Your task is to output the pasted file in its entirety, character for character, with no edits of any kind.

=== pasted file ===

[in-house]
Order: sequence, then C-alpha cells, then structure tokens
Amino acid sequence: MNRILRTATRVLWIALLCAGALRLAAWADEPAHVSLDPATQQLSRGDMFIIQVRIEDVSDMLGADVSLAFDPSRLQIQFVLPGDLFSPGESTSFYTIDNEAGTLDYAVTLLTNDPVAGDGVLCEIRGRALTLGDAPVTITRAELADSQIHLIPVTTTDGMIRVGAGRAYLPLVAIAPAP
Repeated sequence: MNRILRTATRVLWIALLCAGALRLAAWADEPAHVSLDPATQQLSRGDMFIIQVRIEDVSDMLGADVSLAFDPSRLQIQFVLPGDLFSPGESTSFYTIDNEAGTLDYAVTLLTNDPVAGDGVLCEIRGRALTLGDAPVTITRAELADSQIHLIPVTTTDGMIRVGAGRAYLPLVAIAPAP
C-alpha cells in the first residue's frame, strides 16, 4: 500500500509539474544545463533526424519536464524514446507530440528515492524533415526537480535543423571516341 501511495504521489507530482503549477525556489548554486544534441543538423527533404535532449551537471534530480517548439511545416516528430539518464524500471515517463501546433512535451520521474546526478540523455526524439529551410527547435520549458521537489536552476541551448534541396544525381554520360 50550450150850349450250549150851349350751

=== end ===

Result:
[in-house]
Order: sequence, then C-alpha cells, then structure tokens
Amino acid sequence: MNRILRTATRVLWIALLCAGALRLAAWADEPAHVSLDPATQQLSRGDMFIIQVRIEDVSDMLGADVSLAFDPSRLQIQFVLPGDLFSPGESTSFYTIDNEAGTLDYAVTLLTNDPVAGDGVLCEIRGRALTLGDAPVTITRAELADSQIHLIPVTTTDGMIRVGAGRAYLPLVAIAPAP
Repeated sequence: MNRILRTATRVLWIALLCAGALRLAAWADEPAHVSLDPATQQLSRGDMFIIQVRIEDVSDMLGADVSLAFDPSRLQIQFVLPGDLFSPGESTSFYTIDNEAGTLDYAVTLLTNDPVAGDGVLCEIRGRALTLGDAPVTITRAELADSQIHLIPVTTTDGMIRVGAGRAYLPLVAIAPAP
C-alpha cells in the first residue's frame, strides 16, 4: 500500500509539474544545463533526424519536464524514446507530440528515492524533415526537480535543423571516341 501511495504521489507530482503549477525556489548554486544534441543538423527533404535532449551537471534530480517548439511545416516528430539518464524500471515517463501546433512535451520521474546526478540523455526524439529551410527547435520549458521537489536552476541551448534541396544525381554520360 50550450150850349450250549150851349350751